“Women being allowed to drive is very important; of course this will help a lot in sustainable development as the lifting of the ban on women driving came as a wonderful opportunity to increase women’s participation in the workforce,” she told Arab News on Friday, ahead of the end of the ban on Sunday.

She added that women in the job market are under-represented; they make up to 22 percent of the national workforce of about six million according to official estimates. Lifting the ban will help to take women’s representation in the workforce to 30 percent by 2030, she said.

“This is not just the right thing to do for women’s emancipation, but also an essential step in economic and social development as part of the reforms,” she said.

She said that there were different obstacles in increasing women’s participation in the workforce and other productive activities, and the driving ban was one of them. It was a strategic issue that needed to be addressed on a priority basis. With the issue resolved, it would help immensely in giving Saudi women better representation as they would help to diversify the Saudi economy and society.

She said that women could contribute hugely to the workforce and labor market as half of Saudi human resources were female, and unless allowed to excel in different sectors it would not be possible to do better, mainly because of restricted mobility.

A recent survey by the Jeddah Chamber of Commerce indicated that transportation was a major concern holding Saudi women back from joining the labor market.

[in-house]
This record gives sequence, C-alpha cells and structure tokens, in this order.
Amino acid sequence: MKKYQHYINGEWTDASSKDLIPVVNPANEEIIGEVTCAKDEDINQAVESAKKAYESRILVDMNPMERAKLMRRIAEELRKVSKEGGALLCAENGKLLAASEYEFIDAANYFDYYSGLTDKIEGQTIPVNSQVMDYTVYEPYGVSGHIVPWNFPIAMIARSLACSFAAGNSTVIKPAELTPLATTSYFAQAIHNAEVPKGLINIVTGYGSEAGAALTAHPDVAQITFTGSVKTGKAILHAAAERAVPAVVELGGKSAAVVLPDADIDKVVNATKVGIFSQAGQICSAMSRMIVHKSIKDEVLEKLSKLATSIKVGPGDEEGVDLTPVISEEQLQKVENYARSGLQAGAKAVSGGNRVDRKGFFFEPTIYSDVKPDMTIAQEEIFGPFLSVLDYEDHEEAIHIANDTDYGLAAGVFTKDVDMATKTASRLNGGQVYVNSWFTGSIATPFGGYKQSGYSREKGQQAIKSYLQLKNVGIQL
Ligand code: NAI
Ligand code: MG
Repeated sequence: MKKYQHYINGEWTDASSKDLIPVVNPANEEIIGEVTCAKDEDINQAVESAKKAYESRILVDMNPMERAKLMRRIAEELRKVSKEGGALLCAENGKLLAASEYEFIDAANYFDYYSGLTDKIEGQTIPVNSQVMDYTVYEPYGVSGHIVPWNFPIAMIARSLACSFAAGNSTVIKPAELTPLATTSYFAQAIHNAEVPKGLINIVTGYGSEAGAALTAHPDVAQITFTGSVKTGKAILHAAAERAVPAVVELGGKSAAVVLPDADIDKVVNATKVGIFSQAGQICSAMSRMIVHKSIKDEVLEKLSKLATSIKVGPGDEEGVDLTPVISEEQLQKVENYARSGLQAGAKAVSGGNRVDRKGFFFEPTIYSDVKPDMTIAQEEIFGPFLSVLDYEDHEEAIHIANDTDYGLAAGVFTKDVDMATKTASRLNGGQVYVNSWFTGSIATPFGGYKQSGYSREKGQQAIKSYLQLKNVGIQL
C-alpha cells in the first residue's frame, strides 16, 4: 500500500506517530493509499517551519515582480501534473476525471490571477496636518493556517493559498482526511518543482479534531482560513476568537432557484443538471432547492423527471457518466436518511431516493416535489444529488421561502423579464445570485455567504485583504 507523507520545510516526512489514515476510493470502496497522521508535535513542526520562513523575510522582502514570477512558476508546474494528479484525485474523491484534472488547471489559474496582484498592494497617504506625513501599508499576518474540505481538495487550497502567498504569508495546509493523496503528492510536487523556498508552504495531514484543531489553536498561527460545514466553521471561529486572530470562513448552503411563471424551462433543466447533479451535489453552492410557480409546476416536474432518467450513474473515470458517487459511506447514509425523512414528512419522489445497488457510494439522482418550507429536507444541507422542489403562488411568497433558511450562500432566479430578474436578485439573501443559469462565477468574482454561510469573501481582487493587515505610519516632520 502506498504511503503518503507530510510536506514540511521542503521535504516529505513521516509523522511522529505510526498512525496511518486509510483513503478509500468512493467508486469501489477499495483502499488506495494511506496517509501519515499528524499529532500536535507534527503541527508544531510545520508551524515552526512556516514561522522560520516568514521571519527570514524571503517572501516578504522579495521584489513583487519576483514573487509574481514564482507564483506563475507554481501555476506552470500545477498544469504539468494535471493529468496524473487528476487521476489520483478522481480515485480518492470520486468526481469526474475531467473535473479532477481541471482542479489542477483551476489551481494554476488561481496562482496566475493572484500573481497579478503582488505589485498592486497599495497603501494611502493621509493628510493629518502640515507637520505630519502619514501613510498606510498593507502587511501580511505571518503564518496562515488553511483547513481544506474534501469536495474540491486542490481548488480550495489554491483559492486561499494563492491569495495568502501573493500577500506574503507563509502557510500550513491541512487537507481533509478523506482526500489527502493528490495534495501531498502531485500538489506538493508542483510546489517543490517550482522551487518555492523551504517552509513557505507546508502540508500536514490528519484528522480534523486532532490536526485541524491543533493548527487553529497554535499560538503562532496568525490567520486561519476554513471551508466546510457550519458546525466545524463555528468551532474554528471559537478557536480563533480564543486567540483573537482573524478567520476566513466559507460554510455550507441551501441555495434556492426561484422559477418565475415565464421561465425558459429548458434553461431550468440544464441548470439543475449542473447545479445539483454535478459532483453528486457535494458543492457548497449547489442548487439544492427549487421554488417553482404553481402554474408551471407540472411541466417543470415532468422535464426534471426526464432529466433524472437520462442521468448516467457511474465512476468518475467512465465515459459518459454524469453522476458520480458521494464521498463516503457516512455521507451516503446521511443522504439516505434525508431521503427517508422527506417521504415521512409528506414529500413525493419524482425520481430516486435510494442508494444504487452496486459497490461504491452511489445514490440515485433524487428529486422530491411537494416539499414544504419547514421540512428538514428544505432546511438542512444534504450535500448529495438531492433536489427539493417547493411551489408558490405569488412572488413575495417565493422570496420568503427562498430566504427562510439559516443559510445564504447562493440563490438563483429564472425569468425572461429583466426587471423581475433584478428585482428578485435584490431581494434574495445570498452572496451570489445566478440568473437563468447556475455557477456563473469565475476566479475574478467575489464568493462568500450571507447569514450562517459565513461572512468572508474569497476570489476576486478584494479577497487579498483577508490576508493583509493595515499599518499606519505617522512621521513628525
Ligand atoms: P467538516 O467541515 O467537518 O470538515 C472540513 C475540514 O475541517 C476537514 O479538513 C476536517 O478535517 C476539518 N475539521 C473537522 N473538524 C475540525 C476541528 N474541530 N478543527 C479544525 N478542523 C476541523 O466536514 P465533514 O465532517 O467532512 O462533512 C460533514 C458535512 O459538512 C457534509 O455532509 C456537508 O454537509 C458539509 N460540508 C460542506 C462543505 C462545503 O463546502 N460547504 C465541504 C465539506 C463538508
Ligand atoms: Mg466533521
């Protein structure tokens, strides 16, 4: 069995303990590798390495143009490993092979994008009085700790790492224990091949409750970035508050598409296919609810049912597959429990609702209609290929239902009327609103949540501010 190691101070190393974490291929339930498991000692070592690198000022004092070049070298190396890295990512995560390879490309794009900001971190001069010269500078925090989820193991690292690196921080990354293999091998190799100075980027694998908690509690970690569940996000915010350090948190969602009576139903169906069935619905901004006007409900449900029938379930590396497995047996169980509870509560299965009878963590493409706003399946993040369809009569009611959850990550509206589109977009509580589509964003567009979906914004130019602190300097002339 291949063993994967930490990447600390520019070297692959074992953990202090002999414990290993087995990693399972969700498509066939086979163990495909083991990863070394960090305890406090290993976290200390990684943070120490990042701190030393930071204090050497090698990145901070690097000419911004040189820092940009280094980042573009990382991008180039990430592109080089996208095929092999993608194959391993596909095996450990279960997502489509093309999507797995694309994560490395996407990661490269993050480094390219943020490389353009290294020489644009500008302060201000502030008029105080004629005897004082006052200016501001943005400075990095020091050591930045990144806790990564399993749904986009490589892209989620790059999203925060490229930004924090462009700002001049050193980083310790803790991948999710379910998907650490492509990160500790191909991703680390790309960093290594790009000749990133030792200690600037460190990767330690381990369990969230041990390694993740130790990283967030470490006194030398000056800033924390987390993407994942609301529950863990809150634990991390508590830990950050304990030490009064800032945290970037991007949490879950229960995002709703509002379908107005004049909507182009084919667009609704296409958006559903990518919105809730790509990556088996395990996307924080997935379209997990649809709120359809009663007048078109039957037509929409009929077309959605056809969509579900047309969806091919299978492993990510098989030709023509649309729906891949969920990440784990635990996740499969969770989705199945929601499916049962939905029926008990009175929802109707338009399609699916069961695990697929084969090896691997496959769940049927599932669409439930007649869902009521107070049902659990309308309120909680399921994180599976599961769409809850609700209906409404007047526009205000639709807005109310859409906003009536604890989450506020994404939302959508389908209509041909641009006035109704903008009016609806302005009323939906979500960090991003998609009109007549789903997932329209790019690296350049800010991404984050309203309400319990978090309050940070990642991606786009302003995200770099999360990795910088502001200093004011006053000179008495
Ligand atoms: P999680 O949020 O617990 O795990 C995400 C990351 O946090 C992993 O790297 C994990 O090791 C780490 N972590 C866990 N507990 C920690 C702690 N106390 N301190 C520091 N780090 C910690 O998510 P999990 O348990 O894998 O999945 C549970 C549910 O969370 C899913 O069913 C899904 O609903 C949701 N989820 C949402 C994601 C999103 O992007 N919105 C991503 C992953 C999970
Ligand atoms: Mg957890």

Nouf Ibrahim, a businesswoman in Riyadh, said: “It will surely boost female economic participation and help increase women’s representation in the workforce immensely. It will also help to reduce the overall national unemployment rate as most of the unemployed are women and many of them are eligible as university graduates.”

She echoed the opinion that the move would help to bring an economic windfall for Saudi women, making it easier for them to work and do business, and thus play a bigger and better role that would help economic and social diversification in line with Saudi Vision 2030.

“Being able to drive from Sunday onwards after the ban is lifted will be a wonderful experience. Earlier we were dependent on a male family member and house driver to take us to workplace, to the shopping center, school or other required places for some work, now we can drive and that will allow active participation in productive work,” Sulafa Hakami, a Saudi woman working as the digital communication manager with an American MNC in Riyadh, told Arab News.

“Saudi women can now share effectively the bigger and better responsibilities,” she said.